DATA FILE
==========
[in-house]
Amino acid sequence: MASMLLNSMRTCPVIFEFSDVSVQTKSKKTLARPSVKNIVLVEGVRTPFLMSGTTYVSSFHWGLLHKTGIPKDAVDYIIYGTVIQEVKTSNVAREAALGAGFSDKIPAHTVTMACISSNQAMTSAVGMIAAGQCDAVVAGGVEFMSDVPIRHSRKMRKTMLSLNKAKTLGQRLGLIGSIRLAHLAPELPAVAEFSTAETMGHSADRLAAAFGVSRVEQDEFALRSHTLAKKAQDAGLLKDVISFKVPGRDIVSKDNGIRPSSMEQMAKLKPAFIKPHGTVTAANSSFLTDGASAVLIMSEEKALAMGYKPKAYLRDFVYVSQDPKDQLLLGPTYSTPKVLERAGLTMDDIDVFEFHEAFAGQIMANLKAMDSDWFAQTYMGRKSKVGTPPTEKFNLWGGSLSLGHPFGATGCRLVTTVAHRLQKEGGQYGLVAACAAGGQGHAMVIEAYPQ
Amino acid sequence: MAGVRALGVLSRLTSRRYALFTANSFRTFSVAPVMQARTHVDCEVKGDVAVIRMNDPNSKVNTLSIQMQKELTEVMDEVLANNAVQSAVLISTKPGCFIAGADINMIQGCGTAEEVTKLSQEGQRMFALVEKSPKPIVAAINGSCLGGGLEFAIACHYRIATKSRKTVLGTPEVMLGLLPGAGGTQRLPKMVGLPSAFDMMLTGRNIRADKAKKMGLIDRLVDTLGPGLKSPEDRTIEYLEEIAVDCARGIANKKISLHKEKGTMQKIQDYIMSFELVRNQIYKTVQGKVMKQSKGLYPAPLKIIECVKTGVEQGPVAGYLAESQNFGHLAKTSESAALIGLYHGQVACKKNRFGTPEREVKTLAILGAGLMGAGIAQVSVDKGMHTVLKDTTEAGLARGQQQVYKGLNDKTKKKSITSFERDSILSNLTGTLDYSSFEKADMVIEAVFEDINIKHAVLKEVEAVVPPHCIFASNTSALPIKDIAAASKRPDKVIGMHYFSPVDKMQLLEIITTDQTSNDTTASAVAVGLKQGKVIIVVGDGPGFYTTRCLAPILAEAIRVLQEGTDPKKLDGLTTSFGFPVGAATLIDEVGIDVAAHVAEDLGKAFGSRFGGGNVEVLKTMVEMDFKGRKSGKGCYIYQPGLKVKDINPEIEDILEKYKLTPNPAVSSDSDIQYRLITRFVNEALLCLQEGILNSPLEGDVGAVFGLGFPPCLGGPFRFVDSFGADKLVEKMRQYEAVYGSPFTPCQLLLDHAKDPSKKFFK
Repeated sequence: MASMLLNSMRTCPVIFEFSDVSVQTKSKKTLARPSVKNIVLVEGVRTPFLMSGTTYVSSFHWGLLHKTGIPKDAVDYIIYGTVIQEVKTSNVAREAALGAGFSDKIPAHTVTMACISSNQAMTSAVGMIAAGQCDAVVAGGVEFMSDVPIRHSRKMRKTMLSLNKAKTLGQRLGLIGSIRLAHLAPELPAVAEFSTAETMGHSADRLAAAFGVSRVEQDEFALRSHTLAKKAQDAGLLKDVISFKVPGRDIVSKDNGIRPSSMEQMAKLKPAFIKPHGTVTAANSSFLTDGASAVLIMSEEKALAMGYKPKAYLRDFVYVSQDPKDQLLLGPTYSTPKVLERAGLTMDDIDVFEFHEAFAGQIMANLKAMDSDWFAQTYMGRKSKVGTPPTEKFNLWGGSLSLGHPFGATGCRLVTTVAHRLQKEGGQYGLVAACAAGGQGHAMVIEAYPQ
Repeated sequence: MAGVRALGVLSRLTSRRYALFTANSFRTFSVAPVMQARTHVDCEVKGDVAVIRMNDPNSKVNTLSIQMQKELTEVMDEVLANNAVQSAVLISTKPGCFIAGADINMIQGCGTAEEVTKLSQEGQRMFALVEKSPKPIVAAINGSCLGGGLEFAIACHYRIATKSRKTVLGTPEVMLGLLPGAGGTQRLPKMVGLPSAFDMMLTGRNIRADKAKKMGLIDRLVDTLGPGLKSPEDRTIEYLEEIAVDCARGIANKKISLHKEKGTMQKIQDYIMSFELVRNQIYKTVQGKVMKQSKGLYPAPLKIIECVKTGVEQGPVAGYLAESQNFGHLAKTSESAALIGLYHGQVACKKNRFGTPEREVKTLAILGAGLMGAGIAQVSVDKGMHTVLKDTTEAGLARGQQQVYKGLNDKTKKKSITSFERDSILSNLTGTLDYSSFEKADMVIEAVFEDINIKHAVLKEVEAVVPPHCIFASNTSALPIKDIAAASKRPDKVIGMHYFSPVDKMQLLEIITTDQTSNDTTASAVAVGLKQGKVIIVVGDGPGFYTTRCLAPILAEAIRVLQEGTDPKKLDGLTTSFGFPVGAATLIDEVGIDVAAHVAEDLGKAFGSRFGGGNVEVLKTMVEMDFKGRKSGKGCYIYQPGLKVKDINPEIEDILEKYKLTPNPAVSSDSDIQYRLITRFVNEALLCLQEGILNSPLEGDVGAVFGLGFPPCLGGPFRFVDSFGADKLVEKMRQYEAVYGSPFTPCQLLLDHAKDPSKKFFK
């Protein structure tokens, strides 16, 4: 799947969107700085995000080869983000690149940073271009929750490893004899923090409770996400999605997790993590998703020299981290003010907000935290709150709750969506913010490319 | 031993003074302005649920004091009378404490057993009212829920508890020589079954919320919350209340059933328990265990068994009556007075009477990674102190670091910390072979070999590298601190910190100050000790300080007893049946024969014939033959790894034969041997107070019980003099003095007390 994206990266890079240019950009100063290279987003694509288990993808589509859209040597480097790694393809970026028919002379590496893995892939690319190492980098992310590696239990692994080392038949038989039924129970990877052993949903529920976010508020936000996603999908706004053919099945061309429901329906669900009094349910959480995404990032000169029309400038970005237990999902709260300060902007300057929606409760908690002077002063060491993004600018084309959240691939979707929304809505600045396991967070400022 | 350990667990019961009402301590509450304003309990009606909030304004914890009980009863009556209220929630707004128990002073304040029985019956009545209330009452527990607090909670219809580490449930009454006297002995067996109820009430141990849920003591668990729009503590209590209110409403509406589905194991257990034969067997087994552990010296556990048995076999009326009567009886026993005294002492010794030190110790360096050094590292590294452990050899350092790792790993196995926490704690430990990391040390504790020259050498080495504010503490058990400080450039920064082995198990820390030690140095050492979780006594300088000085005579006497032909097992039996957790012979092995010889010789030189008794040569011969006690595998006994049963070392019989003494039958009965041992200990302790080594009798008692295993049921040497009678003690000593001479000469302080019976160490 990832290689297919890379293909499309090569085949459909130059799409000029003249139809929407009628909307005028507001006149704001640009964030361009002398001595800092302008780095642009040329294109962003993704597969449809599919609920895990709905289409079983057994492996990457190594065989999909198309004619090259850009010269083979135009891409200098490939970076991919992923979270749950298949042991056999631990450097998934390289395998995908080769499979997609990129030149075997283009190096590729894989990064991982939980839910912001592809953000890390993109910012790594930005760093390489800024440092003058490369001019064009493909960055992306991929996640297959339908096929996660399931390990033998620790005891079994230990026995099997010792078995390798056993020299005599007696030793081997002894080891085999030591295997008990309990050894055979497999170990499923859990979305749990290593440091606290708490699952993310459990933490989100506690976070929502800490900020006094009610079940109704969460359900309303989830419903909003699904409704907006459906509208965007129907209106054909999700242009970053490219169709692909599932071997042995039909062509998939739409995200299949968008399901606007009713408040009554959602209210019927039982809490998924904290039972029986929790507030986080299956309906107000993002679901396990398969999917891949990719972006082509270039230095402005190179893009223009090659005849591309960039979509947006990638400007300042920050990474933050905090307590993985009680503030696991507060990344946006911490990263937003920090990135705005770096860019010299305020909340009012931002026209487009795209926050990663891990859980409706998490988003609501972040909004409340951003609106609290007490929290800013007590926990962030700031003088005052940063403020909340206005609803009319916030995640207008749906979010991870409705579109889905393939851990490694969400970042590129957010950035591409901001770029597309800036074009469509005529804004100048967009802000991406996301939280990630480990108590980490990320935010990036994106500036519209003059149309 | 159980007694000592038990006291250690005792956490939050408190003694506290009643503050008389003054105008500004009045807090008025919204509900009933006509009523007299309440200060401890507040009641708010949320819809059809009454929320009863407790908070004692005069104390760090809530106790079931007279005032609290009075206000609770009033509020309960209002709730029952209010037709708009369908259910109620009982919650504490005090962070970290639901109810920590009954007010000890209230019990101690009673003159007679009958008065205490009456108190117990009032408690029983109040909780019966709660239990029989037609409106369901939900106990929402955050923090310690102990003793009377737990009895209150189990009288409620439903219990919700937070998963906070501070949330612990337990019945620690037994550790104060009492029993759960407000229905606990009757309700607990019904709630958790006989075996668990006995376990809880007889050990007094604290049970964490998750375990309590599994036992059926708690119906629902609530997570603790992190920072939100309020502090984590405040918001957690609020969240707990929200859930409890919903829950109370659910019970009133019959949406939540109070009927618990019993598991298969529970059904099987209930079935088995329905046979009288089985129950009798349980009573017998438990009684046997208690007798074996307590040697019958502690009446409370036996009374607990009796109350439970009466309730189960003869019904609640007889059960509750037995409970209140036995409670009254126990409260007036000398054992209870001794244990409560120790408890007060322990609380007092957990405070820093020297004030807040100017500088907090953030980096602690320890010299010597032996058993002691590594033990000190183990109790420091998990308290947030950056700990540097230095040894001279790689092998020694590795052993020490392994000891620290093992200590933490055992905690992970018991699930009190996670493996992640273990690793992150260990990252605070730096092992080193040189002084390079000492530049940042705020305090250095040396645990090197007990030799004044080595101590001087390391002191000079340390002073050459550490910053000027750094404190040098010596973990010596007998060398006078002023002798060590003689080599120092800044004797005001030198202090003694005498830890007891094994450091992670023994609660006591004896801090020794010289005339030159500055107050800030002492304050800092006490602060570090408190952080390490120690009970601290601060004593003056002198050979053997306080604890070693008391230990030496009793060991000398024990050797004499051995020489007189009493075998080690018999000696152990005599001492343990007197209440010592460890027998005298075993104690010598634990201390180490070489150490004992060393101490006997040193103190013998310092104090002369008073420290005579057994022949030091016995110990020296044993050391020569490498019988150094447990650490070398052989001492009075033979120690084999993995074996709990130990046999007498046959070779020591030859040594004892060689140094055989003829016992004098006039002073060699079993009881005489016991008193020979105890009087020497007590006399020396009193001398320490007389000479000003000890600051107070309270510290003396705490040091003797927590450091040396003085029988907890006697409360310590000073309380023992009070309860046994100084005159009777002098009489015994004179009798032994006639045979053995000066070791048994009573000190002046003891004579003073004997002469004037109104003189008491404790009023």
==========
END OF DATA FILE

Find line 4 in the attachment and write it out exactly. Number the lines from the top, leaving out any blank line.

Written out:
Repeated sequence: MASMLLNSMRTCPVIFEFSDVSVQTKSKKTLARPSVKNIVLVEGVRTPFLMSGTTYVSSFHWGLLHKTGIPKDAVDYIIYGTVIQEVKTSNVAREAALGAGFSDKIPAHTVTMACISSNQAMTSAVGMIAAGQCDAVVAGGVEFMSDVPIRHSRKMRKTMLSLNKAKTLGQRLGLIGSIRLAHLAPELPAVAEFSTAETMGHSADRLAAAFGVSRVEQDEFALRSHTLAKKAQDAGLLKDVISFKVPGRDIVSKDNGIRPSSMEQMAKLKPAFIKPHGTVTAANSSFLTDGASAVLIMSEEKALAMGYKPKAYLRDFVYVSQDPKDQLLLGPTYSTPKVLERAGLTMDDIDVFEFHEAFAGQIMANLKAMDSDWFAQTYMGRKSKVGTPPTEKFNLWGGSLSLGHPFGATGCRLVTTVAHRLQKEGGQYGLVAACAAGGQGHAMVIEAYPQ